`Am I doing this because we're eating at Adrian's or because I want to impress Trent?'  He didn't have an answer to that question.

Not for the first time, he was embarrassed when he pulled his old Taurus up in front of the restaurant's marquee.  As he handed his keys to the cute valet he thought, `Maybe I should get a new car.  Nothing flashy.  But the Ford is showing the effects of all the salt.'

Raul, the regular maitre d', wasn't on duty when Ben got to the desk.  Instead it was a good looking young blond stud.  He reminded Ben of that Brody something or other he was introduced to at Gridley's when he was there with Bruce and Toby.  Ben couldn't help admiring the rear view as he was shown to his table.

The young guy took him to an alcove near the back of the restaurant.  "You and your guest will have complete privacy here, Mr. Moss.  And Simon, your waitperson, is very discreet.  Could I bring you something to drink while you're waiting?"

Ben remembered Trent's favorite, so he ordered a bottle of very good Riesling.  "Excellent, sir.  Simon will be right back with that."

He'd hardly had time to discover that he couldn't see any other diners, which meant that he and Trent would have the kind of privacy promised, when he saw the maitre d' coming back, followed by Trent, who looked great in a medium brown suit with a dark green silk shirt open at the collar.  Ben stood up to greet Trent, who barely gave the maitre d' a nod before he brushed off Ben's handshake and hugged him.  When they sat, Trent reached across the table for Ben's hands.  There were tears in his eyes.

"I still can't believe this.  I was so surprised when you called.  Have you really forgiven me?"

Ben was embarrassed.  "Yeah.  I won't deny how hurt I was.  It's taken all this time.  And some prodding by a friend.  But I can't hate you, Trent.  Toby made me realize that I want you to be happy."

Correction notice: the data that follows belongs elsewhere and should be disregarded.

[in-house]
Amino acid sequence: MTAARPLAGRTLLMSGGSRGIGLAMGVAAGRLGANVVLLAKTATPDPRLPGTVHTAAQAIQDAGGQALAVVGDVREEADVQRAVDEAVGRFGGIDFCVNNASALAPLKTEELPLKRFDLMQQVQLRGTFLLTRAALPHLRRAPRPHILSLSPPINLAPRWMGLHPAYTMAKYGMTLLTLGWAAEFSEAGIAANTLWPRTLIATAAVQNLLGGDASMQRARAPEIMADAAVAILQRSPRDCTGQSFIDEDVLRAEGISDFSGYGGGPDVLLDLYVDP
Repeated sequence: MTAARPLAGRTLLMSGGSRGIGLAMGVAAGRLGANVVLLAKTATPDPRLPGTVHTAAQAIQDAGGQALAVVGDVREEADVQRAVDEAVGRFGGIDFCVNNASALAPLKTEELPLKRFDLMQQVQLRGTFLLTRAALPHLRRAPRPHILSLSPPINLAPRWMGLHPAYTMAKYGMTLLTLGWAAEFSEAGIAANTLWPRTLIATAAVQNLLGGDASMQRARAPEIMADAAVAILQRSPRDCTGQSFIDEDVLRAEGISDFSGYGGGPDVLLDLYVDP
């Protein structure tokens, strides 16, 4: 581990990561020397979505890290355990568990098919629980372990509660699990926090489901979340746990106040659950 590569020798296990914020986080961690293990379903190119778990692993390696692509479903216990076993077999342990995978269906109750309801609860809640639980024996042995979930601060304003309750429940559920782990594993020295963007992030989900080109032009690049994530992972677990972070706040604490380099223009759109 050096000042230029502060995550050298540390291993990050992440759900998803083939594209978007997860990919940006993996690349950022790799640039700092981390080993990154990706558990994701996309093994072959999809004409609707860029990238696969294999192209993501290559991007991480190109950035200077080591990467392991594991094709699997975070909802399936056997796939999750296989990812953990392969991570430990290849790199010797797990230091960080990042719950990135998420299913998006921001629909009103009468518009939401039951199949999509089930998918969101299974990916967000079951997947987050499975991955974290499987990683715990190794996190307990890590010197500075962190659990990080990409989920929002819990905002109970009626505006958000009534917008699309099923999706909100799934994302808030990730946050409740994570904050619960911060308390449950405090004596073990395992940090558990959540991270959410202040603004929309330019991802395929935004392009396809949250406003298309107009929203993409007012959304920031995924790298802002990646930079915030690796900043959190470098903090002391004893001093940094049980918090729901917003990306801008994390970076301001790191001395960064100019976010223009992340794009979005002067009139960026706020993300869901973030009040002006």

"Who's Toby?"

"He's a grad student who lives in the house across the street."

Trent grinned.  "Are you fucking him?"

"There's the Trent I remember!  Right to the point.  And no, I'm not fucking him.  We're just friends."

Simon showed up with the wine and two glasses.

"Aww, Ben, that's so sweet.  You remembered."

Simon and Ben went through the cork-pulling, sniffing, tasting ritual and then, when given the nod, Simon poured wine for both of them.

"I'll leave these menus and check back with you later," he said with an elegant English accent.

"So you and, uh, Toby is it, are just friends?"

"Uh huh.  Both of the guys over there are grad students, and we get together once in a while."

"Both gay?"

"No, Bruce is straight."

"Tell me about Toby."

"He's in computers."

Trent gave him a look and said, "That's not what I meant!"

Ben grinned, surprised at how easily he and Trent had fallen back into familiar patterns.

"He's from Indianapolis, but his folks are Hawaiian as you can tell by looking at him.  He's short with the typical coloring.  And built like a gymnast."

"Hot, huh?"

"Yeah, he's cute."

"Don't be mad, but why is it you tall guys call us shorter guys `cute'?  Can't you admit that a short man is sexy?"